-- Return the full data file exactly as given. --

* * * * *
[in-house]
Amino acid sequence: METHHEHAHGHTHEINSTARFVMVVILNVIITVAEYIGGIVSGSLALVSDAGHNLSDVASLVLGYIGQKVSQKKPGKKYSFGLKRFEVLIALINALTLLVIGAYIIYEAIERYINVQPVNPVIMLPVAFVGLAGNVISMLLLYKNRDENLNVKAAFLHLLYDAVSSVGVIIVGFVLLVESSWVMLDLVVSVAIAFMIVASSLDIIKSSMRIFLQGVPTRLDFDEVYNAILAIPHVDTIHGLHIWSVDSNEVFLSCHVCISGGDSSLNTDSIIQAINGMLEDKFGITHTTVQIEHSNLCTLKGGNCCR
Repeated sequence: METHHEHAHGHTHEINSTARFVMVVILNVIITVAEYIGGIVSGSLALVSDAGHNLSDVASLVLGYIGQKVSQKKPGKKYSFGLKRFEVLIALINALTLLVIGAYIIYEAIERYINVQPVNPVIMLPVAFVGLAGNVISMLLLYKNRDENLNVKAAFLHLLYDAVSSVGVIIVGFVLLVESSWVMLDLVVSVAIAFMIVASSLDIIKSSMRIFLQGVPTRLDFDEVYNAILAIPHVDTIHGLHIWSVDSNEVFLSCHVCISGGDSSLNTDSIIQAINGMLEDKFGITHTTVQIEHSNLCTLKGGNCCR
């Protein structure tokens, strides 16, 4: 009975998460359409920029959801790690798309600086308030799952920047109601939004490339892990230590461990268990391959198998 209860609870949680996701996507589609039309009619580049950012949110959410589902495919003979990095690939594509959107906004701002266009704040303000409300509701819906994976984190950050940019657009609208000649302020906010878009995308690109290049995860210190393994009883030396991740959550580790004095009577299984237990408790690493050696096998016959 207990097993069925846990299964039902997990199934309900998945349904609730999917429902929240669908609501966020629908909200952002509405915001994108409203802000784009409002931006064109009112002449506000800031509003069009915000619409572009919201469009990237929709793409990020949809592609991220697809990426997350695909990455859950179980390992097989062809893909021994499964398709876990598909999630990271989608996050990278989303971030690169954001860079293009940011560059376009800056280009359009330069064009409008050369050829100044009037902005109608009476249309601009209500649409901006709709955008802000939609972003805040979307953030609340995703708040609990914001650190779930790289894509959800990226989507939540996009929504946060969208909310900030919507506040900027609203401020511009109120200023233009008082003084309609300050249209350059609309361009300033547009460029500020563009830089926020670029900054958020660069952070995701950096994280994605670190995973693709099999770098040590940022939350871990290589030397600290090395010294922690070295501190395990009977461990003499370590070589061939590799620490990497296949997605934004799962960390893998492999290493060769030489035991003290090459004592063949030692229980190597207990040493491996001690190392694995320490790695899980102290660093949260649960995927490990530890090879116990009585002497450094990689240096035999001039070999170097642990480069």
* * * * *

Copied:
[in-house]
Amino acid sequence: METHHEHAHGHTHEINSTARFVMVVILNVIITVAEYIGGIVSGSLALVSDAGHNLSDVASLVLGYIGQKVSQKKPGKKYSFGLKRFEVLIALINALTLLVIGAYIIYEAIERYINVQPVNPVIMLPVAFVGLAGNVISMLLLYKNRDENLNVKAAFLHLLYDAVSSVGVIIVGFVLLVESSWVMLDLVVSVAIAFMIVASSLDIIKSSMRIFLQGVPTRLDFDEVYNAILAIPHVDTIHGLHIWSVDSNEVFLSCHVCISGGDSSLNTDSIIQAINGMLEDKFGITHTTVQIEHSNLCTLKGGNCCR
Repeated sequence: METHHEHAHGHTHEINSTARFVMVVILNVIITVAEYIGGIVSGSLALVSDAGHNLSDVASLVLGYIGQKVSQKKPGKKYSFGLKRFEVLIALINALTLLVIGAYIIYEAIERYINVQPVNPVIMLPVAFVGLAGNVISMLLLYKNRDENLNVKAAFLHLLYDAVSSVGVIIVGFVLLVESSWVMLDLVVSVAIAFMIVASSLDIIKSSMRIFLQGVPTRLDFDEVYNAILAIPHVDTIHGLHIWSVDSNEVFLSCHVCISGGDSSLNTDSIIQAINGMLEDKFGITHTTVQIEHSNLCTLKGGNCCR
């Protein structure tokens, strides 16, 4: 009975998460359409920029959801790690798309600086308030799952920047109601939004490339892990230590461990268990391959198998 209860609870949680996701996507589609039309009619580049950012949110959410589902495919003979990095690939594509959107906004701002266009704040303000409300509701819906994976984190950050940019657009609208000649302020906010878009995308690109290049995860210190393994009883030396991740959550580790004095009577299984237990408790690493050696096998016959 207990097993069925846990299964039902997990199934309900998945349904609730999917429902929240669908609501966020629908909200952002509405915001994108409203802000784009409002931006064109009112002449506000800031509003069009915000619409572009919201469009990237929709793409990020949809592609991220697809990426997350695909990455859950179980390992097989062809893909021994499964398709876990598909999630990271989608996050990278989303971030690169954001860079293009940011560059376009800056280009359009330069064009409008050369050829100044009037902005109608009476249309601009209500649409901006709709955008802000939609972003805040979307953030609340995703708040609990914001650190779930790289894509959800990226989507939540996009929504946060969208909310900030919507506040900027609203401020511009109120200023233009008082003084309609300050249209350059609309361009300033547009460029500020563009830089926020670029900054958020660069952070995701950096994280994605670190995973693709099999770098040590940022939350871990290589030397600290090395010294922690070295501190395990009977461990003499370590070589061939590799620490990497296949997605934004799962960390893998492999290493060769030489035991003290090459004592063949030692229980190597207990040493491996001690190392694995320490790695899980102290660093949260649960995927490990530890090879116990009585002497450094990689240096035999001039070999170097642990480069």